The Soulful Sounds Of Silence – By Marc

Rabbi Shlomo Seidenfeld sent out a powerful holiday message to the group I went to Israel with. In it, he talked about Maimonides and his notion that the blast of the Shofar is a wake up call. Shlomo said that it is a call “to awaken something within us.”

This is an idea we should really focus on during these vital ten days. Let us hear the Shofar and wake up from the slumber that life can sometimes become. Let us truly listen to our soul… and let us grow and return to who we want to be.

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Shlomo also wrote: “But sometimes we simply need to sit still and listen to the sound of our soul. The Shofar is the instrument that orchestrates this hearing. It helps us access our purest and most honest selves and it subliminally conveys the life-energizing message of deeper purpose.”

“… Sit still and listen to the sound of our soul.”

Profound! And this is what meditation is, in its purest form. Sitting still and letting our soul speak to us… guide us… without any push or outside force. This is also what prayer is, or should be… and if you’ve ever had an emotional release or that incredible moment of connection while you pray, you know exactly what I mean. It can be a burst of tears, a moment of pure joy, a bonding or the power of clarity and understanding.

I have cried hysterically during prayer… have laughed… smiled… felt my body get warm and calm… and while it does not happen always… or sadly, often enough… when it does, it is divine.

We already have everything we need deep within us. Hashem has made sure of that. All we need to do is discover the best and most productive way to let it out. And as Shlomo told us, and as I now understand it, this holy period is about RETURNING to who we already are, or who we were… and who we want to truly be.

My ideal morning involves both Davening and Meditating. There are immense benefits in doing both… and one always feeds into the other, so sometimes, depending on where I’m at mentally and what I need, I’ll switch up what I do first.

They are both part of an idea… a word that has become a bit of a cliché… and a bit… well… trendy…

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MINDFULNESS
Mindfulness is a huge “thing” right now. And even though mediation has been around for years… Judaism (Yes, there IS a very specific Jewish meditation) and Buddhism (Probably what most of us think of)… The practice of meditating and becoming more aware and mindful is the movement du jour.

And believe me, this is a good thing… a VERY good thing.

But like so many things in life… what is new, is old… and one need only read Kabbalah and Pirkei Avos to see that so much of what is being taught today has been around, in some form, for thousands of years.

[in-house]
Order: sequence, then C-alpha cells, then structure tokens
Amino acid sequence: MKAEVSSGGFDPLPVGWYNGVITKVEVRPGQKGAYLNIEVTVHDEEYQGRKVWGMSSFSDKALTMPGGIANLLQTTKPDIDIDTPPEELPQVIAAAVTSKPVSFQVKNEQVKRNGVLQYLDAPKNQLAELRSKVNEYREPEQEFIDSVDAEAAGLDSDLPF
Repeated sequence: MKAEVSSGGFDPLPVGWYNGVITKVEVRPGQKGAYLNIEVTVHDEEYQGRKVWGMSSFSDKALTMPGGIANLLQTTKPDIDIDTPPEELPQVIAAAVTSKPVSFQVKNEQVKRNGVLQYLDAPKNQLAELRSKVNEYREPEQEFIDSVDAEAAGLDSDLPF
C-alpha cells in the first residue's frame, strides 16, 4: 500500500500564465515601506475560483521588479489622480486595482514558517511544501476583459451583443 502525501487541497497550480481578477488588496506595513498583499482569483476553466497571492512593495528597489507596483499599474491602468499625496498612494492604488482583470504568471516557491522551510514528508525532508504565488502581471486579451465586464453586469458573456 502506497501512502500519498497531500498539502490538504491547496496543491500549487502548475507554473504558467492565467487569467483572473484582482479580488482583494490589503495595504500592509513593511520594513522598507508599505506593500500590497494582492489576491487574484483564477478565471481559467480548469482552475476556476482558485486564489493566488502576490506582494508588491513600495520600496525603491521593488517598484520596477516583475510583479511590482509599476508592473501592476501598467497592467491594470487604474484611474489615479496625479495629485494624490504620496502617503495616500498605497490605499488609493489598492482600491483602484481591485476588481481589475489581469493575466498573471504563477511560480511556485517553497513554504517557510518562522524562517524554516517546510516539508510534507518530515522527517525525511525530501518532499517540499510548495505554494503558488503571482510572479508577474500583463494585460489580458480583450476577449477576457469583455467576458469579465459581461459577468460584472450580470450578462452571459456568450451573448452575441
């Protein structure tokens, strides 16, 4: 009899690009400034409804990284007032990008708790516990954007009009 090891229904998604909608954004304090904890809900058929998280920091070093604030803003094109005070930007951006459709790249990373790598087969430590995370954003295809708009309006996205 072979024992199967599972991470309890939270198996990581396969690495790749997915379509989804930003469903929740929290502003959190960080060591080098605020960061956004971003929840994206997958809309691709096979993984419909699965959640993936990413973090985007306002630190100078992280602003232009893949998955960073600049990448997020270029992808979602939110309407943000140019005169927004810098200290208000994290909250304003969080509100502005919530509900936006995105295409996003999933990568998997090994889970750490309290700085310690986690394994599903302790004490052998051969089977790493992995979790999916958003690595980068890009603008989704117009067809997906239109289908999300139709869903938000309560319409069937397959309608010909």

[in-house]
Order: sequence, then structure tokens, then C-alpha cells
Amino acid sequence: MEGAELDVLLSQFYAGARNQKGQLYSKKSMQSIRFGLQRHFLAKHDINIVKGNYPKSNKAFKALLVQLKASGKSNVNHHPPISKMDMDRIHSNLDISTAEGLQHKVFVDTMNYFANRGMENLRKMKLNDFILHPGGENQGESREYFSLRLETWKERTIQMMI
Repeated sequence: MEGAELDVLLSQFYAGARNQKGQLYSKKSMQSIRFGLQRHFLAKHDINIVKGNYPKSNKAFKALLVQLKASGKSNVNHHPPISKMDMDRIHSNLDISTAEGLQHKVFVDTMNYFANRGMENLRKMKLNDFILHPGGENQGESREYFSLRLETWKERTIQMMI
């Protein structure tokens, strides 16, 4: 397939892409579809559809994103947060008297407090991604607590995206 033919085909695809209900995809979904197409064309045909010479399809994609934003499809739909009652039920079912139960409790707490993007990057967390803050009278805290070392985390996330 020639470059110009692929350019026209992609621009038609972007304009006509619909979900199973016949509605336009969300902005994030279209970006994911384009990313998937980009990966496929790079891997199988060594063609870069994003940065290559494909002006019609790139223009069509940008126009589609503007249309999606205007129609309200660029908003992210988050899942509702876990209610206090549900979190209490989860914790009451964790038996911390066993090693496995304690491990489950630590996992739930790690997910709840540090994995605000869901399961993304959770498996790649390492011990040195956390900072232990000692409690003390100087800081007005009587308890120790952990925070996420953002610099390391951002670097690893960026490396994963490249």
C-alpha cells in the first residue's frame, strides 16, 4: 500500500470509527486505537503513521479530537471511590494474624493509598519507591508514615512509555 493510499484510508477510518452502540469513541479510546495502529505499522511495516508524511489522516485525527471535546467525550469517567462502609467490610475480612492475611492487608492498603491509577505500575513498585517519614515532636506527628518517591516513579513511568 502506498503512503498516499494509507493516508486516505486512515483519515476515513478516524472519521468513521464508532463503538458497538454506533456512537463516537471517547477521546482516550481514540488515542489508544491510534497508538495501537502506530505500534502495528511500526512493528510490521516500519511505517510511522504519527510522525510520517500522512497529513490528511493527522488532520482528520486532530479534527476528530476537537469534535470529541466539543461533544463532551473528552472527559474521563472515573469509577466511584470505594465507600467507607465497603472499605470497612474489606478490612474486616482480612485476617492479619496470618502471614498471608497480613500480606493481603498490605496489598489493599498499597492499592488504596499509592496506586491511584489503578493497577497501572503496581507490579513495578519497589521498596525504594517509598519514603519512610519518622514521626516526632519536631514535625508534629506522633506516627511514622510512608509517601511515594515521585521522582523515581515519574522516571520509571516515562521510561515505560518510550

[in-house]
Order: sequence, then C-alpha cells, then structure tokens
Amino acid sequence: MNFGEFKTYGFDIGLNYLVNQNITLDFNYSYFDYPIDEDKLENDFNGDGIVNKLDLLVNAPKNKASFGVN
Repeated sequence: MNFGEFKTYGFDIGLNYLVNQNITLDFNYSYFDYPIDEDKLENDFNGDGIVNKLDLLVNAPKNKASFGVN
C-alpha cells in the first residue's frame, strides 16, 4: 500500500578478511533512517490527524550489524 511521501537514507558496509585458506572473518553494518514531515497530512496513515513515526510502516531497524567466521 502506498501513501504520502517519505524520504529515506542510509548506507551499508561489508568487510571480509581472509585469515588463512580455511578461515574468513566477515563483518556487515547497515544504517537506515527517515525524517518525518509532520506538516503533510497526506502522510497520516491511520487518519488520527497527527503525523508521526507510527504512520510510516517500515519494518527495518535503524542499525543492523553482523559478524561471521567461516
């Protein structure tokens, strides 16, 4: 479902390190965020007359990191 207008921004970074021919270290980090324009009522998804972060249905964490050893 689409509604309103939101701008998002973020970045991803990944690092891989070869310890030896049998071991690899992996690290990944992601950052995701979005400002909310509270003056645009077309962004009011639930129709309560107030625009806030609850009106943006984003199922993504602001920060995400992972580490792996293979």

The other Rabbi I study with, Avi Rabin, is fascinated with it, too and is reading about mindfulness since so many of his congregants talk about it and embrace it. I love that he is so genuinely curious and so willing to explore and learn.  The kind of dialogue we have… the desire and openness to learn from each other, is Judaism at its best. Thanks also to my friend Julian, who not only opens his home, but opens his brilliant mind and heart with some deep and profound thinking. To all of my teachers… Rabbis, friends and peers… I thank you for your knowledge, passion and patience.

So what is mindfulness exactly? And how does it, and can it fit into and add to Judaism?

Mindfulness is a constant awareness of our thoughts, feelings, body sensations, and surrounding environment, like noise or temperature.

It is accepting these things, without judging them, and always being in the present moment.

Jon Kabat-Zinn, Pema Chodron and Peter Russell are all great resources to start with. So is Deepak Chopra. And here’s the thing… All of these people, and their ideas and teachings, are gifts from Hashem. Even though they are coming from the “secular world” and coming from non-Jewish sources… they exist… they have been created… they are magnificent… and they can help us come closer to ourselves and Hashem.

If you want to read Aryeh Kaplan, he has a great book on Jewish Meditation, and there are fantastic articles and audio files on Chabad.org and Aish.com.

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Way too often we move through life half asleep… in a daze… not fully present. Sometimes in life we actually fall asleep at the wheel… and it takes the blast of a horn to wake us up… to jolt us back into our lane… away from crashing into a tree or another car…

The jarring sound pulls us back into the moment…

Though it need not be loud and scary… sudden and shocking. Sometimes that sound can be pleasant… like leaves rustling in the gentle breeze… a bird chirping… a dog barking… waves rolling onto the shore… a baby laughing…

We must be open to hearing these things, because sometimes the other noises of life get in the way… the clutter and clattering hides what we really need to hear.

Be still. Embrace the silence. Don’t feel the need to fill every moment with words or sounds. Yes, let us hear the blast of the Shofar… but let us open ourselves completely… with our ears… with our eyes… with our mind and soul… Let it awaken every one of our senses.

And then do the same thing with  the sounds of silence. Let that awaken our mind and our hearts… our spirit…

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“Sit still and listen to the sound of our soul.”

May we all have a meaningful fast, and an enlightening and fulfilling holiday.

L’Shana Tovah.

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